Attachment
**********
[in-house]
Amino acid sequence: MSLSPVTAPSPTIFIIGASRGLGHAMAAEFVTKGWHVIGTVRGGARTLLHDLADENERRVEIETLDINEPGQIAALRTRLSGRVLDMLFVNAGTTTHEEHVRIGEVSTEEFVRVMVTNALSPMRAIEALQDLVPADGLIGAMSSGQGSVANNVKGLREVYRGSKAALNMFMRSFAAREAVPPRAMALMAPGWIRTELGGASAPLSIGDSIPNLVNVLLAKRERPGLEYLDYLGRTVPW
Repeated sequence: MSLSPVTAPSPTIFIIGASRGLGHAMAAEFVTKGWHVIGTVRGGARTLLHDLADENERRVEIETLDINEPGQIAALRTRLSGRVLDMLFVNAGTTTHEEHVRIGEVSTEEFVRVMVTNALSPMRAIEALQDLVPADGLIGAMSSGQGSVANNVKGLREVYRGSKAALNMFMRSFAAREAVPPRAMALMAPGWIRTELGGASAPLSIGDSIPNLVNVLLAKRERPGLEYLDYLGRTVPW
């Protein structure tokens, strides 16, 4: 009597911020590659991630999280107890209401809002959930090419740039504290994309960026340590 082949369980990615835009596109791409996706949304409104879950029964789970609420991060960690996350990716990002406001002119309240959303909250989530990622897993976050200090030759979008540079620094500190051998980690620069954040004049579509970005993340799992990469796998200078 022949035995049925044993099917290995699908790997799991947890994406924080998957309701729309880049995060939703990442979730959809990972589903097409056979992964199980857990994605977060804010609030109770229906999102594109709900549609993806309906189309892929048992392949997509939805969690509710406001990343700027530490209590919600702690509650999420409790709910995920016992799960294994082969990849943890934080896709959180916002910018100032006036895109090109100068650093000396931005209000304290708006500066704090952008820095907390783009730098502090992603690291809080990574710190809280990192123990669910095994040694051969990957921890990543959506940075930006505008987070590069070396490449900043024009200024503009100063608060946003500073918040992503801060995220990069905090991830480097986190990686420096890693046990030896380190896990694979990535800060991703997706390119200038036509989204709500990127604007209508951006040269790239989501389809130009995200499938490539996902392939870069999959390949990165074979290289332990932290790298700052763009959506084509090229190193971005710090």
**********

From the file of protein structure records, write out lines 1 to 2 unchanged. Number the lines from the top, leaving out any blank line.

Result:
[in-house]
Amino acid sequence: MSLSPVTAPSPTIFIIGASRGLGHAMAAEFVTKGWHVIGTVRGGARTLLHDLADENERRVEIETLDINEPGQIAALRTRLSGRVLDMLFVNAGTTTHEEHVRIGEVSTEEFVRVMVTNALSPMRAIEALQDLVPADGLIGAMSSGQGSVANNVKGLREVYRGSKAALNMFMRSFAAREAVPPRAMALMAPGWIRTELGGASAPLSIGDSIPNLVNVLLAKRERPGLEYLDYLGRTVPW